Over the past five years, Matt Blais has been generating a catalogue of material that is both emotive and relatable. His passionate live performances demonstrate eagerness to create heartfelt songs and nowhere is more evident than on his newest album, The Heartbeat, where a poetic personality fuses with growing life experience.
Since the release of 2010’s Let It Out, produced by Canadian music mogul Mark Howard (The Tragically Hip, Avril Lavigne), Blais has been hard at work self-producing The Heartbeat. Working independently has allowed him to be more true to himself and his audience, he reveals. “I wanted it to be organic and to bring the live show to the record. I used my live guide and I produced it myself so that I could take as much time as I needed to make it perfect. I learned a lot and got my hands dirty on every part of this record, even the packaging, just so that it was an exact reflection of me in every possible way.”
He seems confident when I ask if he is at all intimidated by the public response to such a personal album, but his view is simple: “You have to be prepared for that. Even the greatest works of art will have critics and I can appreciate that. It doesn’t really intimidate me, because then you know what to work towards next time. If you go into a studio setting and you are thinking about how it is going to be received, then you aren’t going to make that record, or those songs that you want to make.” Blais associates his honesty with a zeal for rock/blues music. “Blues,” he feels, is a “music of struggle,” a genre whose grittiness is devoted to a core of candidness and storytelling. The Heartbeat is an example of Blais’ dedication to past musical traditions and fresh, innovative songwriting.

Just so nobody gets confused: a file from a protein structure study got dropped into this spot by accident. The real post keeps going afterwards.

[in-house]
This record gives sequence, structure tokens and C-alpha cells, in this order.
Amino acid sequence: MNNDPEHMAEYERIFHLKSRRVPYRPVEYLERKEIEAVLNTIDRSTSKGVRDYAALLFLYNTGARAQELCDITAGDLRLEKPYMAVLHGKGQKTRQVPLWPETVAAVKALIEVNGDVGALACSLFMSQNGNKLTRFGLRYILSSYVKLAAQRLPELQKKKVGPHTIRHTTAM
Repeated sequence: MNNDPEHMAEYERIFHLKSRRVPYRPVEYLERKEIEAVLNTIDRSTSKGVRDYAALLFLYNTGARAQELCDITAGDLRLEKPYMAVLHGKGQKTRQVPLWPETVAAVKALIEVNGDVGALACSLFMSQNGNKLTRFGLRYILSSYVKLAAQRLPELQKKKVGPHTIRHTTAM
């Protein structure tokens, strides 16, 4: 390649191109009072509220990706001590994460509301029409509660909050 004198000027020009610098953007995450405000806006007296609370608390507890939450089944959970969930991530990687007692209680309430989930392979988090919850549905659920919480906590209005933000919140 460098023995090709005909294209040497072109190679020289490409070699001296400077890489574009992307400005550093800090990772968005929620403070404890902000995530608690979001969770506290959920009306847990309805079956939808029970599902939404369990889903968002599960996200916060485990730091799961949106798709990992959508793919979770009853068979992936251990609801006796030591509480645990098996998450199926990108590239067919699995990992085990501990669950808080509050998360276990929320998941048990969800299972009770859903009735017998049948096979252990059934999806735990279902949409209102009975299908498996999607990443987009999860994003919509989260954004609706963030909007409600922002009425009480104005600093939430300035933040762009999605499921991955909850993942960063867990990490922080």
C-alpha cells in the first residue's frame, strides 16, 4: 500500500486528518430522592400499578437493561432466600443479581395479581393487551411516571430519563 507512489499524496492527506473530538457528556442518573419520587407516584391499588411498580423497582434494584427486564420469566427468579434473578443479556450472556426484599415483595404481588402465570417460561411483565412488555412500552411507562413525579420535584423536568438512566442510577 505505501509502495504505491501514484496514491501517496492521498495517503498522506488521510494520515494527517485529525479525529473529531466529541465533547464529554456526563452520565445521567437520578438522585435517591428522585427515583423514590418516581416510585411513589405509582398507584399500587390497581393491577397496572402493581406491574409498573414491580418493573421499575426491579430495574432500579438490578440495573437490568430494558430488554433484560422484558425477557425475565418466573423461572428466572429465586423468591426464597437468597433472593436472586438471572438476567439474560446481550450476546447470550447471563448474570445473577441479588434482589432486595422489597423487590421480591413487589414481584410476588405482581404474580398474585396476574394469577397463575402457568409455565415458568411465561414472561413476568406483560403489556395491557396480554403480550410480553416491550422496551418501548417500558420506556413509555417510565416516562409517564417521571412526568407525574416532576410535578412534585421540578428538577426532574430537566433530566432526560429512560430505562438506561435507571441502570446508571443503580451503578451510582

His energetic performances have sparked a lot of attention, and in 2008 he won Big Rock’s Untapped Music Award. This album will be unique in that it’s “live, off the floor, [without] a ton of production. It is just rock and roll to its core.” Stoking the best from his last album, The Heartbeat is part honesty, part emotion and one big blues rock party.
See him burn up the stage February 9th at Republik with partners in crime Trinity Bradshaw and Dangerfloyd.
By Therese Schultz
Photo: Jenn Five